I’m a huge fan of Rosalyn Eves’ YA Fantasy series Blood Rose Rebellion, which I first featured back in 2017. Her newest book, BEYOND THE MAPPED STARS, offers a historical fiction adventure set in the 19th Century and is due out on August 24, 2021:
Seventeen-year-old Elizabeth Bertelsen dreams of becoming an astronomer, but she knows such dreams are as unreachable as the stars she so deeply adores. As a Mormon girl, her duty is to her family and, in a not too far away future, to the man who’ll choose to marry her.
When she unexpectedly finds herself in Colorado, she’s tempted by the total eclipse of the sun that’s about to happen—and maybe even meeting up with the female scientists she’s long admired. Elizabeth must learn to navigate this new world of possibility: with her familial duties and faith tugging at her heartstrings, a new romance on the horizon, and the study of the night sky calling to her, she can’t possibly have it all…can she?
In our last interview you said, “Hungary has a very special place in my heart, as I lived there for nearly a year and a half.” What is your favorite memory from Hungary and why?
My favorite part of Hungary was more the people than the places, but there are a couple of things I vividly remember. In the summers, there would be these huge fields of sunflowers everywhere we went, higher than our heads. They were gorgeous. There was also one time I ended up on the wrong train and my friends and I jumped off just as the train started moving (I would not recommend this).
Ha, I guess not! I love that BEYOND THE MAPPED STARS takes place in the 19th century. How did you know that this would be the best setting for Elizabeth’s story?
I got the idea for BEYOND THE MAPPED STARS listening to an interview in 2017 with David Baron about his book, American Eclipse, about the 1878 eclipse. He talked about all these famous scientists who came west for the eclipse and how this was a watershed moment for American science, and I found myself wondering how the eclipse appeared to people already living in the west, and specifically, what it might mean for a young woman living on the frontier with dreams of becoming an astronomer but without the resources available in the East.
What a great source of inspiration! You’ve also mentioned how projects of yours can “hold your attention.” What does a project need to have for you to stick with it long term?
I can be pretty stubborn once I get invested in something, but the most important things for me in a story are characters that I care about and a question I find compelling. In Blood Rose Rebellion, it was the question of self-acceptance: how do you learn to lean into who you are, with your own particular gifts and weaknesses? Beyond the Mapped Stars is the most personal book I’ve written, in part because, like me, the main character struggles with figuring out how her ambitions and interests fit in with the expectations her family and community have for her. How do we claim the path we want for our lives when we don’t see it reflected in the lives of those around us? How do we reconcile competing beliefs and expectations (in Elizabeth’s case, it’s science and religious faith, but I think most of us have felt that conflict in our lives, especially as teenagers).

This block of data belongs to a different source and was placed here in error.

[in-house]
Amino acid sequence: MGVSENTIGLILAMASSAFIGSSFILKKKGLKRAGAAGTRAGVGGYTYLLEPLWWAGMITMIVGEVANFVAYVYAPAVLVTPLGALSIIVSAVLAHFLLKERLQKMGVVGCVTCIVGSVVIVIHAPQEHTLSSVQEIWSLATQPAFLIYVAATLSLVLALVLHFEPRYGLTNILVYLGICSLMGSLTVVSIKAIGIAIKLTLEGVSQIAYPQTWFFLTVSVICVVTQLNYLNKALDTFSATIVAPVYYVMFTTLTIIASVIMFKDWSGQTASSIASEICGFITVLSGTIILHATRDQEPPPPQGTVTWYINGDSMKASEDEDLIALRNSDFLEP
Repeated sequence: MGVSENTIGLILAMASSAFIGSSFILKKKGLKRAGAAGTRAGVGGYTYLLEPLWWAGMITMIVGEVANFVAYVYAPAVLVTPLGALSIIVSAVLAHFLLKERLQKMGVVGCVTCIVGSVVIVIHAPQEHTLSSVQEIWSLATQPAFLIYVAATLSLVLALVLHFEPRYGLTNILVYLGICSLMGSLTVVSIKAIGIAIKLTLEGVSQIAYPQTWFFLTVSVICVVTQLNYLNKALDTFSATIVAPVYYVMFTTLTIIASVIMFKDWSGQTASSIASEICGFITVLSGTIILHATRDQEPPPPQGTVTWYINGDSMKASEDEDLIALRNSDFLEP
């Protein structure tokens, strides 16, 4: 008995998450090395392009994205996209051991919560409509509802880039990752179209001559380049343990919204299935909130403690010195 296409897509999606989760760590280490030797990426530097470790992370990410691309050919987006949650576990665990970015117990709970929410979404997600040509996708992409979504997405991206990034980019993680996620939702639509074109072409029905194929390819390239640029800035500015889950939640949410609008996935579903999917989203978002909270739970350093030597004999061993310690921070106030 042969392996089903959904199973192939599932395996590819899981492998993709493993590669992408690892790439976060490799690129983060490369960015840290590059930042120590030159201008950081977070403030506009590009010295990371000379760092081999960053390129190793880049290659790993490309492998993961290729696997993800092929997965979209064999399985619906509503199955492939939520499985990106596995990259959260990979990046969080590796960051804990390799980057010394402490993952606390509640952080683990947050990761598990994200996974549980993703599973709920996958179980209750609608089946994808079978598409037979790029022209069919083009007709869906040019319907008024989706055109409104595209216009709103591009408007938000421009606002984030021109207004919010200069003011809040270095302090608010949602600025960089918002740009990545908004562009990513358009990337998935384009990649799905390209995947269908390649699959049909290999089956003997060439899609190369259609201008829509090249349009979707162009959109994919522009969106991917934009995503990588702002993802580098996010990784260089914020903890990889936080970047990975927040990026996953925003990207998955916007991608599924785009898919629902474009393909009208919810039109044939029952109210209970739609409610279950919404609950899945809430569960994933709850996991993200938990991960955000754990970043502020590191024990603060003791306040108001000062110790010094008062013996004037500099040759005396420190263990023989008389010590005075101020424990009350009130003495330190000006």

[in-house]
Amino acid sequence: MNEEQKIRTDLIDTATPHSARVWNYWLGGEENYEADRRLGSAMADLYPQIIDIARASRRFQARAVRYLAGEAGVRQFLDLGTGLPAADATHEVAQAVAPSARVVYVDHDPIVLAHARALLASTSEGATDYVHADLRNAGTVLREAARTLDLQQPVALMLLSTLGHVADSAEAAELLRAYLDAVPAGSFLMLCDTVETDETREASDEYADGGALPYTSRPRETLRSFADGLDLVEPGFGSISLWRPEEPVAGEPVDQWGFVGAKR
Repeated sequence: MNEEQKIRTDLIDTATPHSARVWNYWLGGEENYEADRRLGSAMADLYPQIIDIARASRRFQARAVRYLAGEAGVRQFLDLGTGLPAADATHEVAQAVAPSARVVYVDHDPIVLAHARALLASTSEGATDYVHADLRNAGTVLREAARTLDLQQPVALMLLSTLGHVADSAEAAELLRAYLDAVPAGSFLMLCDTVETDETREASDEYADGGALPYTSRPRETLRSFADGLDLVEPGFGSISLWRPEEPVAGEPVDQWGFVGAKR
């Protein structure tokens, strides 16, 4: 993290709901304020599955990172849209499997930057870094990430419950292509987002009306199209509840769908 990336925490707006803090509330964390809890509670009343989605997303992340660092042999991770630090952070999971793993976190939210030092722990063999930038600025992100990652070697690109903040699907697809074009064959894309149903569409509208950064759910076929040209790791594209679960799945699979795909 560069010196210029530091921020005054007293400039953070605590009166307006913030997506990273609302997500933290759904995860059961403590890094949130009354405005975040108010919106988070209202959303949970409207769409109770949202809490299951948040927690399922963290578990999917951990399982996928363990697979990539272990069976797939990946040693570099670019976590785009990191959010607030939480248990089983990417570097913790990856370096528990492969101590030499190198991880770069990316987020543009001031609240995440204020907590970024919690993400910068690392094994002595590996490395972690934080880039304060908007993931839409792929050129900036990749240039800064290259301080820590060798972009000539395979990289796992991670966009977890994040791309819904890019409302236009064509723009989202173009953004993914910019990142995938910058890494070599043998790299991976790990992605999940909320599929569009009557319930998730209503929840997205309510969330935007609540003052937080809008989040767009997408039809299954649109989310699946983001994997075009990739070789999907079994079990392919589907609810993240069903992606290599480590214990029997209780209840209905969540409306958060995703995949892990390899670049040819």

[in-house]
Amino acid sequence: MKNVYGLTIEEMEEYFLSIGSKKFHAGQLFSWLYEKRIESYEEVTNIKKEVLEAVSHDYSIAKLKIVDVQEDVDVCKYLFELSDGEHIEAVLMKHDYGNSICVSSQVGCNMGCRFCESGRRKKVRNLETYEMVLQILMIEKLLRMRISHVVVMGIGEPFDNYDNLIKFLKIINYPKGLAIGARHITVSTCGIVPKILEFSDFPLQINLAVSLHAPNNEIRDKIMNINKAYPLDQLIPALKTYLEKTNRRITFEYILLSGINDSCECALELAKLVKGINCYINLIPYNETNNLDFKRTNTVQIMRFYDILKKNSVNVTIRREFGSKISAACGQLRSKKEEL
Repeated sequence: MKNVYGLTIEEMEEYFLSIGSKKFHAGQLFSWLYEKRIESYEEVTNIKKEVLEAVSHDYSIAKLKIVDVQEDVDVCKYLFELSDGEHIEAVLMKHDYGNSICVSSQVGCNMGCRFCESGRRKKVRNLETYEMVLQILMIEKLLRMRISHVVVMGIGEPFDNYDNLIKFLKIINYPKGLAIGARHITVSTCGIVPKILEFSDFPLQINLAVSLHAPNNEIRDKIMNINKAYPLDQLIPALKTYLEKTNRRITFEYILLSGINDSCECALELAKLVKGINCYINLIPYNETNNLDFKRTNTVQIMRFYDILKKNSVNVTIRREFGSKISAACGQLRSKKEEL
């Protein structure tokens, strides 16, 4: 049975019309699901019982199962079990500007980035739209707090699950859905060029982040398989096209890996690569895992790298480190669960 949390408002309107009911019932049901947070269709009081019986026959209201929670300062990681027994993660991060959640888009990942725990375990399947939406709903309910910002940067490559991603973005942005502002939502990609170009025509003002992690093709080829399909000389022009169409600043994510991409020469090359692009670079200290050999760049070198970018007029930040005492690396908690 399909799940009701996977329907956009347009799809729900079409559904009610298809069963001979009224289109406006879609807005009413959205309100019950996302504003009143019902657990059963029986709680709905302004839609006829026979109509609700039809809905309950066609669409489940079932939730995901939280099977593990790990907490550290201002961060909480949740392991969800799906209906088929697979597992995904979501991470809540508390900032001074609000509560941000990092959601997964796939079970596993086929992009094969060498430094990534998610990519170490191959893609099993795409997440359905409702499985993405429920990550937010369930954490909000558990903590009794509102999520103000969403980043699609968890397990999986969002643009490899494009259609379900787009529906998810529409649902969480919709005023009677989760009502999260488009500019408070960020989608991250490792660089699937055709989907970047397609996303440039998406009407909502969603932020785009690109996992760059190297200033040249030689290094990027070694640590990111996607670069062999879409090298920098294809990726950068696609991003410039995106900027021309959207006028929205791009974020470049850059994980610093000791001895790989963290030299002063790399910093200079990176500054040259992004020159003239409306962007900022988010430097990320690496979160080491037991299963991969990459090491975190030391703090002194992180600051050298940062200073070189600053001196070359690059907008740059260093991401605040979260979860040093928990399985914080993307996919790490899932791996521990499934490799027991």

Yup, I can definitely confirm that was my experience also. What are some books you wished you’d had growing up and why?
This is a great question! One thing I love now is the explosion of YA, and the way so many kids can find their own experiences reflected in books. When I was a kid, YA was pretty limited. Some specific books I wish I’d had growing up: I would have loved Laini Taylor and Maggie Stiefvater’s fantasy books, and Stacey Lee’s smart historicals. I wish we’d had more books like Angie Thomas’s The Hate U Give, or Nic Stone’s Dear Martin, as the issues of racism they tackle are so important but largely things I didn’t encounter until college. I would have loved Nadine Courtney’s All-American Muslim Girl, both because of the sensitive way it introduces Muslim beliefs, but because it also demonstrates that you can be part of a religious community and still wrestle with some of the beliefs and expectations. I’m currently reading Fat Chance, Charlie Vega, and have been thinking how much I wish there had been books like this when I was an overweight teen, that didn’t see fatness as a character flaw, but just part of who you are, but still acknowledge how challenging it can be to love yourself in the body you have. There are lots more, but these are the first ones that came to mind.
You can find Rosalyn Eves’ other books, including the Blood Rose Rebellion trilogy, at http://www.rosalyneves.com/books/